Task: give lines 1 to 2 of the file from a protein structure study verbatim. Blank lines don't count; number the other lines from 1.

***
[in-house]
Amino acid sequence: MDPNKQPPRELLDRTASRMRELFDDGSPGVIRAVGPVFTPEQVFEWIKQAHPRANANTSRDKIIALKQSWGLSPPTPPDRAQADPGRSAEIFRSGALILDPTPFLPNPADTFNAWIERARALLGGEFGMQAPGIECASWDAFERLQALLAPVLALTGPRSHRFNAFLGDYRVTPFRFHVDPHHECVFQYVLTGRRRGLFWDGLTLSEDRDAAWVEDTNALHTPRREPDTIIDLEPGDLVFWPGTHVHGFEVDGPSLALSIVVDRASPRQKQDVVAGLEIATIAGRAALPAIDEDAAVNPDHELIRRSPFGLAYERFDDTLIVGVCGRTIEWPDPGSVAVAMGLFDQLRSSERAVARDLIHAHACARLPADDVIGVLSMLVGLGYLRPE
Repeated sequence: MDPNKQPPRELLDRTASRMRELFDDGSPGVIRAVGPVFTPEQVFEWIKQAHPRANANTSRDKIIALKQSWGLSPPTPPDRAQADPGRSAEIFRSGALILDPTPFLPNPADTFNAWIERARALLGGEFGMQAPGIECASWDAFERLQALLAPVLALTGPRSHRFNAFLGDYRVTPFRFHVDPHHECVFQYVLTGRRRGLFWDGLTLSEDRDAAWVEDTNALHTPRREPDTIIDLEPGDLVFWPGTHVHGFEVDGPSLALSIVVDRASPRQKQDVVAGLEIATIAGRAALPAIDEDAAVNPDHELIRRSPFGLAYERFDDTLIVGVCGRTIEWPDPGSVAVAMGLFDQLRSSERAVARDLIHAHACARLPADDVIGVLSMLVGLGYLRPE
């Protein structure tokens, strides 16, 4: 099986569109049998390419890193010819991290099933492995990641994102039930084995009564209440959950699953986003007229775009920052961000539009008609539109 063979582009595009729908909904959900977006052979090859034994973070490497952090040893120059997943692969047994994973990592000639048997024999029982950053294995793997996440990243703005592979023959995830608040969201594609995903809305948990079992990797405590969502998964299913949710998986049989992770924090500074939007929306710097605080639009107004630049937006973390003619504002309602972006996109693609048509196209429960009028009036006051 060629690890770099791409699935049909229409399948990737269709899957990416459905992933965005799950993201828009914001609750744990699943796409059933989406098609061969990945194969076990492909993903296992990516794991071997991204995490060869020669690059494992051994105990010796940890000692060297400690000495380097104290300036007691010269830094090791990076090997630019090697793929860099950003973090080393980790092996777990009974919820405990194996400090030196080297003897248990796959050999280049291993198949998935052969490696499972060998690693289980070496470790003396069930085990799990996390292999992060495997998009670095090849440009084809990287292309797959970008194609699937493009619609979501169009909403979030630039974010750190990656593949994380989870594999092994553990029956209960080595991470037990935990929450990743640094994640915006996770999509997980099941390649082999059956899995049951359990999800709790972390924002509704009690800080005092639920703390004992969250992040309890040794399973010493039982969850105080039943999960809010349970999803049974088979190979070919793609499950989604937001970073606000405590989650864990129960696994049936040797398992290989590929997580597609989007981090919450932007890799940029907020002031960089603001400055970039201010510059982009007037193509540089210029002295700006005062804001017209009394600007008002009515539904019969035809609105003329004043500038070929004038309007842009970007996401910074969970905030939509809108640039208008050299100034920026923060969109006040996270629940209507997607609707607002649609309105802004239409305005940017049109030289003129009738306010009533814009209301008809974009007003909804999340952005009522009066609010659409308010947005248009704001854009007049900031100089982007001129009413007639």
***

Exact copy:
[in-house]
Amino acid sequence: MDPNKQPPRELLDRTASRMRELFDDGSPGVIRAVGPVFTPEQVFEWIKQAHPRANANTSRDKIIALKQSWGLSPPTPPDRAQADPGRSAEIFRSGALILDPTPFLPNPADTFNAWIERARALLGGEFGMQAPGIECASWDAFERLQALLAPVLALTGPRSHRFNAFLGDYRVTPFRFHVDPHHECVFQYVLTGRRRGLFWDGLTLSEDRDAAWVEDTNALHTPRREPDTIIDLEPGDLVFWPGTHVHGFEVDGPSLALSIVVDRASPRQKQDVVAGLEIATIAGRAALPAIDEDAAVNPDHELIRRSPFGLAYERFDDTLIVGVCGRTIEWPDPGSVAVAMGLFDQLRSSERAVARDLIHAHACARLPADDVIGVLSMLVGLGYLRPE